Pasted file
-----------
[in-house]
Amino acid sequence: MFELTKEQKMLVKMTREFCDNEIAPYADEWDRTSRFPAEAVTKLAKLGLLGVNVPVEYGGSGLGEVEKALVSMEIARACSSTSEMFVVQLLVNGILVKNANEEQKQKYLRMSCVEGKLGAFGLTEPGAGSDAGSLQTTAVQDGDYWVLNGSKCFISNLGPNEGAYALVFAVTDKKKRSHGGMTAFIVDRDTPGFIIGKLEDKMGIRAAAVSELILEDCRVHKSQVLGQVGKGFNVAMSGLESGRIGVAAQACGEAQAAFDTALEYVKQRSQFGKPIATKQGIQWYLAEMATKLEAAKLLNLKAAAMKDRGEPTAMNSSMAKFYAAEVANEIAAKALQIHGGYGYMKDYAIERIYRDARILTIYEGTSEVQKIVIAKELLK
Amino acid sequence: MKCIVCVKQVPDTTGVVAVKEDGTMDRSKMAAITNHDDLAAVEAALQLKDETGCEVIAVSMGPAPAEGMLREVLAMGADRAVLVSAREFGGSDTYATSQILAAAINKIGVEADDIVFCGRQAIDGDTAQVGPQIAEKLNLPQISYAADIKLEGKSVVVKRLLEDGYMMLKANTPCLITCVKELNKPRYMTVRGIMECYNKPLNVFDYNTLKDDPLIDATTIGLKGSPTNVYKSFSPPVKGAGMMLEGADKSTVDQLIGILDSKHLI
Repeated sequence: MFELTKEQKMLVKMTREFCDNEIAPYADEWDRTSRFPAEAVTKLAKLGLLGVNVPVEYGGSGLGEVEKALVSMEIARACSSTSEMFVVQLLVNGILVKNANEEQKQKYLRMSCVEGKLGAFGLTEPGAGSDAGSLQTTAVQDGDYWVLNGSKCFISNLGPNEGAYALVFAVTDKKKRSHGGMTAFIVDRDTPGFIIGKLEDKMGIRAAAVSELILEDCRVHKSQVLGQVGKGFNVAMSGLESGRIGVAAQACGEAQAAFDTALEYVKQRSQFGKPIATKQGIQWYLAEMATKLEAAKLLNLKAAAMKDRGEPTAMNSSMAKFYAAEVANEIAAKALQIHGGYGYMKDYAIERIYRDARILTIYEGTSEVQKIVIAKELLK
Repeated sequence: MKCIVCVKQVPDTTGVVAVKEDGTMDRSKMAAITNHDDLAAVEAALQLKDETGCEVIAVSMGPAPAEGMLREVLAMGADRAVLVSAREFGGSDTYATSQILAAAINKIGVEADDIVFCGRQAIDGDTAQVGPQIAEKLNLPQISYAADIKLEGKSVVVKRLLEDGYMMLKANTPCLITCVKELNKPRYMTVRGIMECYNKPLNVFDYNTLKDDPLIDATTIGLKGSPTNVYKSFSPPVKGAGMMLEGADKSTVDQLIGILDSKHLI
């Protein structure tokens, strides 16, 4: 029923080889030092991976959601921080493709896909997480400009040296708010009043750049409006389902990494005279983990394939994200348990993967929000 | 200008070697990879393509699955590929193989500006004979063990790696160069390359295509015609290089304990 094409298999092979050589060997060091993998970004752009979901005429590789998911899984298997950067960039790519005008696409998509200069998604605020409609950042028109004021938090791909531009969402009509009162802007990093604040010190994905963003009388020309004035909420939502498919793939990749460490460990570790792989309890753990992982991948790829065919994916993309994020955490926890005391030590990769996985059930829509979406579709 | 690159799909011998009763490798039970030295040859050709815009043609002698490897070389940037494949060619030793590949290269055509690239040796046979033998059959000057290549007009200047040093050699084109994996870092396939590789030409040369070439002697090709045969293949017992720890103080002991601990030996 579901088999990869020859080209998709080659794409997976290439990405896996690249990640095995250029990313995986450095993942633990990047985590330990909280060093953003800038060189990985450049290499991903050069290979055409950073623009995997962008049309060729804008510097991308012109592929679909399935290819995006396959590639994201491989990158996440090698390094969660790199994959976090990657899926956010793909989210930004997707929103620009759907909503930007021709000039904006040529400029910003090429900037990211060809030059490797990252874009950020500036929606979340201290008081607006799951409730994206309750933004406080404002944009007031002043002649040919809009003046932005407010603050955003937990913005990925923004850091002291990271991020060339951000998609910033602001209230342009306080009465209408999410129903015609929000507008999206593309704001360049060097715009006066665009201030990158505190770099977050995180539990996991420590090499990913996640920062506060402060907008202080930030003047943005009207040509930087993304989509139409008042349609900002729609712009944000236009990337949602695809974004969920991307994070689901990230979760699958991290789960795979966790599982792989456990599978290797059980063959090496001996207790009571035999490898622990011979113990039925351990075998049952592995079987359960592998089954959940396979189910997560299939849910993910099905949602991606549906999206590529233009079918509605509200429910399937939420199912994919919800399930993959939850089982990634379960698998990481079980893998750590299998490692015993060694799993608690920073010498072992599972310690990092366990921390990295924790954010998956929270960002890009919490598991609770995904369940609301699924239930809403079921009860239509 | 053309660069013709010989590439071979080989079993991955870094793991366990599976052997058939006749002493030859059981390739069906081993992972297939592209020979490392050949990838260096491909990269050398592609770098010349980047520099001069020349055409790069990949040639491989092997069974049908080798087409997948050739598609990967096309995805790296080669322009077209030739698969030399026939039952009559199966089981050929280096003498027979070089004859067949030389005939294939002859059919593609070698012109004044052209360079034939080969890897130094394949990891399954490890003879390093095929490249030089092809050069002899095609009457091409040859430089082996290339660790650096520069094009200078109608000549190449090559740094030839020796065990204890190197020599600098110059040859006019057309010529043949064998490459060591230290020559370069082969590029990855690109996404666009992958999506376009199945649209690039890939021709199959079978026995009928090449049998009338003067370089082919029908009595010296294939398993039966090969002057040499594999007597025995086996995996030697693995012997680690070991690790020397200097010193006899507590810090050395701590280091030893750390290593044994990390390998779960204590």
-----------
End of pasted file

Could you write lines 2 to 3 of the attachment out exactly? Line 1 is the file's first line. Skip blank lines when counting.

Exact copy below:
Amino acid sequence: MFELTKEQKMLVKMTREFCDNEIAPYADEWDRTSRFPAEAVTKLAKLGLLGVNVPVEYGGSGLGEVEKALVSMEIARACSSTSEMFVVQLLVNGILVKNANEEQKQKYLRMSCVEGKLGAFGLTEPGAGSDAGSLQTTAVQDGDYWVLNGSKCFISNLGPNEGAYALVFAVTDKKKRSHGGMTAFIVDRDTPGFIIGKLEDKMGIRAAAVSELILEDCRVHKSQVLGQVGKGFNVAMSGLESGRIGVAAQACGEAQAAFDTALEYVKQRSQFGKPIATKQGIQWYLAEMATKLEAAKLLNLKAAAMKDRGEPTAMNSSMAKFYAAEVANEIAAKALQIHGGYGYMKDYAIERIYRDARILTIYEGTSEVQKIVIAKELLK
Amino acid sequence: MKCIVCVKQVPDTTGVVAVKEDGTMDRSKMAAITNHDDLAAVEAALQLKDETGCEVIAVSMGPAPAEGMLREVLAMGADRAVLVSAREFGGSDTYATSQILAAAINKIGVEADDIVFCGRQAIDGDTAQVGPQIAEKLNLPQISYAADIKLEGKSVVVKRLLEDGYMMLKANTPCLITCVKELNKPRYMTVRGIMECYNKPLNVFDYNTLKDDPLIDATTIGLKGSPTNVYKSFSPPVKGAGMMLEGADKSTVDQLIGILDSKHLI